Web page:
The settling took place in Mr Tucker’s hotel, where the amounts were paid over to the respective winners, the usual toasts proposed and duly responded to, after which a meeting was held in Messrs. Burt and Co.’s large iron store, when a jockey club was formed, to be called the “Border Jockey Club”, forty-two names being enrolled as members. Stewards were appointed, a working committee elected, and the next race meeting fixed for July, 1883″.

The Birdsville Races

   Birdsville's busiest week of the year occurs in September. Visitors converge on this tiny outback town from all parts of Australia and the World on the first Saturday in September for the Annual Birdsville Racing Carnival over two days (Friday and Saturday).
   The first race meeting was held in 1882 as an event for hack and stock horses with a few local spectators. The carnival now includes a 12-race program and prize money in excess of $110 000. The XXXX Gold Birdsville Cup is a much sought after trophy and is famous throughout the world.
   Situated three kilometres to the South East of the town the track itself is on a claypan alongside the sand dunes. The track is 2000m in circumference with the longest race, 1600m XXXX Gold Birdsville Cup starting in the back straight. All starts are on the course proper with the exception of the 1000m, which starts from a chute. Birdsville is one of four tracks in Queensland that run anti-clockwise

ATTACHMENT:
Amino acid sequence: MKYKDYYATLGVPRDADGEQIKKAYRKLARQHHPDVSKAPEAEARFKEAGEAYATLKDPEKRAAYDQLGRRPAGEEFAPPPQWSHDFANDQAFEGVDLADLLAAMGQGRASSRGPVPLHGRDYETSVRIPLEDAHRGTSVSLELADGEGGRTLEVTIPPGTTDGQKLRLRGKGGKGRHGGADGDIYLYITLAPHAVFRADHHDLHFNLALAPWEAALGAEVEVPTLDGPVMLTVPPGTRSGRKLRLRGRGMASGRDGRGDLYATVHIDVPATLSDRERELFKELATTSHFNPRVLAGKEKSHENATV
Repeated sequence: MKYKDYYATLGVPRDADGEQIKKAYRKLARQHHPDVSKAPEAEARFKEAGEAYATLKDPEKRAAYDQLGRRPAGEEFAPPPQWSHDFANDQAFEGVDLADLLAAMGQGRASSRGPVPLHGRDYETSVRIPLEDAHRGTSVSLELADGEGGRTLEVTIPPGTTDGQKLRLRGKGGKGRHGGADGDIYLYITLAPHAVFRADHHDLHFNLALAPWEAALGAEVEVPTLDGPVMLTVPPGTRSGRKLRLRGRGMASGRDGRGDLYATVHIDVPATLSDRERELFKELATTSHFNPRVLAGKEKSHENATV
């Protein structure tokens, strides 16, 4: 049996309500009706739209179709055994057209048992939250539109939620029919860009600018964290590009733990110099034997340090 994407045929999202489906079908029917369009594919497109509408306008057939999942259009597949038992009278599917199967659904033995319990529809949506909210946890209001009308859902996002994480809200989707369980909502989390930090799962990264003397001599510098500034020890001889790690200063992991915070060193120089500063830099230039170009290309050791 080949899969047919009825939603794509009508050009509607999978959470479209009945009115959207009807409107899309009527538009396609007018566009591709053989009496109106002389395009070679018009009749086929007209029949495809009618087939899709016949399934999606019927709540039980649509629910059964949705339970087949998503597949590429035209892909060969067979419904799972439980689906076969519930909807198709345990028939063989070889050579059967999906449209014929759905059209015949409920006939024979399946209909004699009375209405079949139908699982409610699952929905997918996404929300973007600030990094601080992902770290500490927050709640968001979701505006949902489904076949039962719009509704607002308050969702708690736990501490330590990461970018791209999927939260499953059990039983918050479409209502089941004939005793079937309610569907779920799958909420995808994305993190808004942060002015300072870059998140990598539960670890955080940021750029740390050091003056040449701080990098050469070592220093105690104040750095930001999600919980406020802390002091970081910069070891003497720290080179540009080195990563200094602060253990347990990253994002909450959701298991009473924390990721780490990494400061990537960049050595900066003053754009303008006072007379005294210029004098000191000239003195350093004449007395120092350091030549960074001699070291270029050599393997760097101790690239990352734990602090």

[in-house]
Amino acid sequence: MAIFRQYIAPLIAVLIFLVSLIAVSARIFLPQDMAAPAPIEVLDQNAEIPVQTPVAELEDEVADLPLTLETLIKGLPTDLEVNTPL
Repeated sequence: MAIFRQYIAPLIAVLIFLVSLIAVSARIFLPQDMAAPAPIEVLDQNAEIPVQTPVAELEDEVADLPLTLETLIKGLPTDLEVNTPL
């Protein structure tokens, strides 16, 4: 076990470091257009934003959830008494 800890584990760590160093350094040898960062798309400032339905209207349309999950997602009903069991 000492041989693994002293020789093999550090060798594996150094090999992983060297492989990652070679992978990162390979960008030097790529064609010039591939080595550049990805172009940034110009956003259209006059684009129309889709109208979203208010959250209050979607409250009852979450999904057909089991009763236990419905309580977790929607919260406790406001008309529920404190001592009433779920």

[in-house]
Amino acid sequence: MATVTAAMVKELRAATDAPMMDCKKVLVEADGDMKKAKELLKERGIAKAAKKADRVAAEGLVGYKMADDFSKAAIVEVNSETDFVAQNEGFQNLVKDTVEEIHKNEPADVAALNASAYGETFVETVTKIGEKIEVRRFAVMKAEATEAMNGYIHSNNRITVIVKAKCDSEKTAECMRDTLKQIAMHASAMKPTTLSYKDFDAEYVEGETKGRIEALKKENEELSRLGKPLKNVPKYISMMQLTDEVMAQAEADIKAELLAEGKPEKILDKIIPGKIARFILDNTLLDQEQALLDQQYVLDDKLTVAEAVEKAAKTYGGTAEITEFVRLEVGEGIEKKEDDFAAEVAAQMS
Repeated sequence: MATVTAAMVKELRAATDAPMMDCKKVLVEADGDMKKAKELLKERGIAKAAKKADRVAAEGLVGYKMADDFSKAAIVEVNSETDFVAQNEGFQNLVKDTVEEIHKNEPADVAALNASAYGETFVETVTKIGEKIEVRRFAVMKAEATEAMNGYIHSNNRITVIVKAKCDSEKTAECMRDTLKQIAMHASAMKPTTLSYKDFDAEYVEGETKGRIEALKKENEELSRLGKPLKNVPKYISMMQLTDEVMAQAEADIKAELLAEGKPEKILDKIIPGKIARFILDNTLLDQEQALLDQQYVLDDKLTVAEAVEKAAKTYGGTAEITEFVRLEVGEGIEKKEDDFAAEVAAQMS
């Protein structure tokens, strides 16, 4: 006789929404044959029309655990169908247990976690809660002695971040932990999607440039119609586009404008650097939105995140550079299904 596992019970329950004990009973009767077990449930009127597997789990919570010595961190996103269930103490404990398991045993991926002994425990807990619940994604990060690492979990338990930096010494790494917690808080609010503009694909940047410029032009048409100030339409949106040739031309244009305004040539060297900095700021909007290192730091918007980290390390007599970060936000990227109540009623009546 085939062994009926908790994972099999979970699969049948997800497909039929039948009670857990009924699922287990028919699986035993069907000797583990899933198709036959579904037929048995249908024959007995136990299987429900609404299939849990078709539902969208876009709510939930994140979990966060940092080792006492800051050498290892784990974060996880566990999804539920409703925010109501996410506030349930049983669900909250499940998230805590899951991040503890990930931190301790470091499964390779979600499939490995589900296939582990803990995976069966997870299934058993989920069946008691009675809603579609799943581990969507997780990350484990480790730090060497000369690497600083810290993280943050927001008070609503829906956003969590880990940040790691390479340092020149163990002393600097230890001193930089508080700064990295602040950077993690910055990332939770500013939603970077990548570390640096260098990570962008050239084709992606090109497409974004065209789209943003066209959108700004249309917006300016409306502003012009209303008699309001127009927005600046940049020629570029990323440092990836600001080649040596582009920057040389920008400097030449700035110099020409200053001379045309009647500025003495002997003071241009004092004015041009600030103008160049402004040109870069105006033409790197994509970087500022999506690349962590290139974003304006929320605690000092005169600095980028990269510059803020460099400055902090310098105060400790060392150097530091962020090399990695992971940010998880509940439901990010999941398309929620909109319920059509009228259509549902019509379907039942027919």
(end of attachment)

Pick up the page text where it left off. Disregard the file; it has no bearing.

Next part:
Crowds of over 6000 racegoers celebrate the carnival each year enjoying two days of quality outback racing and two great nights of live entertainment. Other entertainment includes the AKUBRA Fashions of the Field, Fred Brophy's Boxing Troupe, whip cracking, sideshows, a giant auction and much more. Great entertainment, class horseracing and premium hospitality makes for a fantastic week in the heart of Australia's outback.

Interesting Facts of Yesteryear

  • Professional riders carried a 7lb penalty.
  • Special races were held for horses bred within 250 miles of Birdsville.
  • For a fee of 10 pounds owners could lead their own horses into the saddling enclosure.
  • Steplechase races were programmed when racing was conducted on the old course three miles to the west of town. This course was abandoned after regularly being inundated with floodwaters.